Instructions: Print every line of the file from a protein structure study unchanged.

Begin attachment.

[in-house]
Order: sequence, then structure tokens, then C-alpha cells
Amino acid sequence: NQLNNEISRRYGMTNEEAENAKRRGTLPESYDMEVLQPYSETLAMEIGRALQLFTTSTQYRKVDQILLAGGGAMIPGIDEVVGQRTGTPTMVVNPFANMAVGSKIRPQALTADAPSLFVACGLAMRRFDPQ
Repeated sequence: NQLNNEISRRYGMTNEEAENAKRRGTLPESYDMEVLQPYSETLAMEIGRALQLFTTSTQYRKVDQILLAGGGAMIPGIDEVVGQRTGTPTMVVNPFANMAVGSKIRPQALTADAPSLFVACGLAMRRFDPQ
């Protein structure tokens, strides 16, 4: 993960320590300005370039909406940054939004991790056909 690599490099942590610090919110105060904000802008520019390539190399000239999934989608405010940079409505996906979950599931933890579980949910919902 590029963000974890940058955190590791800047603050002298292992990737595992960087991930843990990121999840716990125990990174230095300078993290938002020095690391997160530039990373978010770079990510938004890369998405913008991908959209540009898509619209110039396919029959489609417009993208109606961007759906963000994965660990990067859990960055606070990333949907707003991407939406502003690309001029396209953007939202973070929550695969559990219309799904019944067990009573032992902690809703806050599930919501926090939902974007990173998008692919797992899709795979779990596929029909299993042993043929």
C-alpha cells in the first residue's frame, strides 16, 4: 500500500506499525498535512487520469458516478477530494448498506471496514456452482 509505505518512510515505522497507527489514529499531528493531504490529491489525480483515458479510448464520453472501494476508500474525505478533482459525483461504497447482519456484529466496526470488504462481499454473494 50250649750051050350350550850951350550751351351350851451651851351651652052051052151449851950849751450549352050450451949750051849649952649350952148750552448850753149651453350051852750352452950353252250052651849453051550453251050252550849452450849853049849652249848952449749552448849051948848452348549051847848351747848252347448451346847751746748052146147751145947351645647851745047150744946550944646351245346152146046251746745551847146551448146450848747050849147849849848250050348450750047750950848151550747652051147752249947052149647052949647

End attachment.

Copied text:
[in-house]
Order: sequence, then structure tokens, then C-alpha cells
Amino acid sequence: NQLNNEISRRYGMTNEEAENAKRRGTLPESYDMEVLQPYSETLAMEIGRALQLFTTSTQYRKVDQILLAGGGAMIPGIDEVVGQRTGTPTMVVNPFANMAVGSKIRPQALTADAPSLFVACGLAMRRFDPQ
Repeated sequence: NQLNNEISRRYGMTNEEAENAKRRGTLPESYDMEVLQPYSETLAMEIGRALQLFTTSTQYRKVDQILLAGGGAMIPGIDEVVGQRTGTPTMVVNPFANMAVGSKIRPQALTADAPSLFVACGLAMRRFDPQ
């Protein structure tokens, strides 16, 4: 993960320590300005370039909406940054939004991790056909 690599490099942590610090919110105060904000802008520019390539190399000239999934989608405010940079409505996906979950599931933890579980949910919902 590029963000974890940058955190590791800047603050002298292992990737595992960087991930843990990121999840716990125990990174230095300078993290938002020095690391997160530039990373978010770079990510938004890369998405913008991908959209540009898509619209110039396919029959489609417009993208109606961007759906963000994965660990990067859990960055606070990333949907707003991407939406502003690309001029396209953007939202973070929550695969559990219309799904019944067990009573032992902690809703806050599930919501926090939902974007990173998008692919797992899709795979779990596929029909299993042993043929």
C-alpha cells in the first residue's frame, strides 16, 4: 500500500506499525498535512487520469458516478477530494448498506471496514456452482 509505505518512510515505522497507527489514529499531528493531504490529491489525480483515458479510448464520453472501494476508500474525505478533482459525483461504497447482519456484529466496526470488504462481499454473494 50250649750051050350350550850951350550751351351350851451651851351651652052051052151449851950849751450549352050450451949750051849649952649350952148750552448850753149651453350051852750352452950353252250052651849453051550453251050252550849452450849853049849652249848952449749552448849051948848452348549051847848351747848252347448451346847751746748052146147751145947351645647851745047150744946550944646351245346152146046251746745551847146551448146450848747050849147849849848250050348450750047750950848151550747652051147752249947052149647052949647